We've all been there. We feel good about the money in our pocket, we buy some food, we make a purchase that we want (but maybe don't need) and suddenly, we're short on cash.
Does this happen to you more than you'd like? Does it stress you out? Or even force you into debt?
It's probably time to make a budget.
Don't worry, it's easy! And you can use a calculator!
Really, a budget is just a list.
Step 1: Take a paper and draw a line down the middle.
Step 2: Make a list of all your income coming in the door every month. Every paycheck you get. Maybe a regular side hustle. Do you get alimony or child support? What about income from investments? Everything.
Step 3: Then, on the other side, start writing your expenses. Start with the big stuff: rent, car payments or transportation, utilities, groceries, any debt payments you need to make — things like that.
Step 4: What about everything you spend money on that you like, but maybe don't need? Eating out, entertainment, that new pair of shoes. Add those as a list to your expenses. Treating yourself is great! But you want to do it within your budget.
Step 5: Don't forget to set aside some savings for a rainy day. It's smart to have this baked right into your budget.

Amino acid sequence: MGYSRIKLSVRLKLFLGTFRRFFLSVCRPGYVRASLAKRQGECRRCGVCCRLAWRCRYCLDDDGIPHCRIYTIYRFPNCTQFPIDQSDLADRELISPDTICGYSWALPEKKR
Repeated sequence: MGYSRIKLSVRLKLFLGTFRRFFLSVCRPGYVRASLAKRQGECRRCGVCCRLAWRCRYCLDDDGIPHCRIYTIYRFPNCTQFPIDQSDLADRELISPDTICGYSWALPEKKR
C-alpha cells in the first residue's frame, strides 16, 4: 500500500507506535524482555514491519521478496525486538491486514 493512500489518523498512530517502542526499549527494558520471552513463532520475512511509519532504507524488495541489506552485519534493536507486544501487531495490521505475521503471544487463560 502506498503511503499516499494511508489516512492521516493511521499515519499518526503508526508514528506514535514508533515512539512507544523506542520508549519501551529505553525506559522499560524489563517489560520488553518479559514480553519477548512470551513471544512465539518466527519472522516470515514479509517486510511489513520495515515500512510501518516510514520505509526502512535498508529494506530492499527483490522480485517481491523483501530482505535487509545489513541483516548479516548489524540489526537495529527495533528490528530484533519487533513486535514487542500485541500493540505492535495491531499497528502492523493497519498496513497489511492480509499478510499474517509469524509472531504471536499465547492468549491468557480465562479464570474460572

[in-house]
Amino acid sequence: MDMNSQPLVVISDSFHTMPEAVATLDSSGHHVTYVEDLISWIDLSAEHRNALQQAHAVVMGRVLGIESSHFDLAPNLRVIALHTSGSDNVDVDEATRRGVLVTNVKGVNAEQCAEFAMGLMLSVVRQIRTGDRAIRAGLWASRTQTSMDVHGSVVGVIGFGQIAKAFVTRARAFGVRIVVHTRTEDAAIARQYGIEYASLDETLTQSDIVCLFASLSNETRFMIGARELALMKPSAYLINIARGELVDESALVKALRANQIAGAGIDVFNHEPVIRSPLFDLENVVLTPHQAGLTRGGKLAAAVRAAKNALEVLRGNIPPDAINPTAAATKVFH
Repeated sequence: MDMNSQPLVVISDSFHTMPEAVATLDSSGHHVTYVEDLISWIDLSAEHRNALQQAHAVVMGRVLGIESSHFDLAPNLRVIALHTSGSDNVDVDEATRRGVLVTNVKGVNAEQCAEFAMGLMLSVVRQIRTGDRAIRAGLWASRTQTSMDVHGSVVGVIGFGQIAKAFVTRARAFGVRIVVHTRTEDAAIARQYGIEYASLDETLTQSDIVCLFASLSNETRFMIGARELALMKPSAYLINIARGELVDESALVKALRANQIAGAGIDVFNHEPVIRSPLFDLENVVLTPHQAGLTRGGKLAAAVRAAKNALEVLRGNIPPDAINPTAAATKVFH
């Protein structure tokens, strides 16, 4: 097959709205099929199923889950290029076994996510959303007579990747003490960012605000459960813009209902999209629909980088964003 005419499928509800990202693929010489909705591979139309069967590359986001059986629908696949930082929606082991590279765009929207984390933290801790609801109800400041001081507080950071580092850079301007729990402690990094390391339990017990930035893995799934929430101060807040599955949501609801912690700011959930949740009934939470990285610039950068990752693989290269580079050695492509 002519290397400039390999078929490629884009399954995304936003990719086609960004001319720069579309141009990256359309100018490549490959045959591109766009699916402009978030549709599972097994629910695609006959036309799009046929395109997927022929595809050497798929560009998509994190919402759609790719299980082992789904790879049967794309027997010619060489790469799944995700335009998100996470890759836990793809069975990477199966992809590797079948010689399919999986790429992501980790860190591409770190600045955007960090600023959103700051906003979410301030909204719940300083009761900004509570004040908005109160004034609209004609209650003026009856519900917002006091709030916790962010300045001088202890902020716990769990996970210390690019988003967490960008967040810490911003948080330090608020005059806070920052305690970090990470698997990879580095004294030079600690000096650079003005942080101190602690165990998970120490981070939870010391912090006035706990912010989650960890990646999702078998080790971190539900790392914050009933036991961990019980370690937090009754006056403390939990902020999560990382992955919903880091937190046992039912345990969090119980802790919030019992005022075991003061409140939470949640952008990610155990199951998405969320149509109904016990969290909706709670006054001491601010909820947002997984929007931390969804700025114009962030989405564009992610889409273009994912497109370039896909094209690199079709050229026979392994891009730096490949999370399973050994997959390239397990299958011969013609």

Now you have the beginnings of your monthly budget! You can add up all your expenses and subtract it from your post-tax income. How did you do?
It's most efficient to build this kind of budget on a spreadsheet somewhere — whether it's Microsoft Excel or a Google doc. Then add new expenses as you spend.
And those new expenses will surely pop up. Try to do as much planning as you can for those once or twice a year costs — like buying presents around the holidays, or that vacation you plan every year. Or, the unexpected doctors visit.
The more you track your spending and keep an eye on it, the better you'll get at homing in on your monthly expenses.
Keeping electronic records of your spending will help you stay organized. And there are apps out there that can help you too — some can link your credit and debit cards to your budget so you can keep track, or even set limits.
At the end of the day, it's still a rat race out there. Money can be tight even if you're doing everything right.
But the best way to not be scared, is to be prepared. And a budget is your first step.
— Alex Kuzoian created the video animation.
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Disclosure: NBCUniversal and Comcast Ventures are investors in Acorns.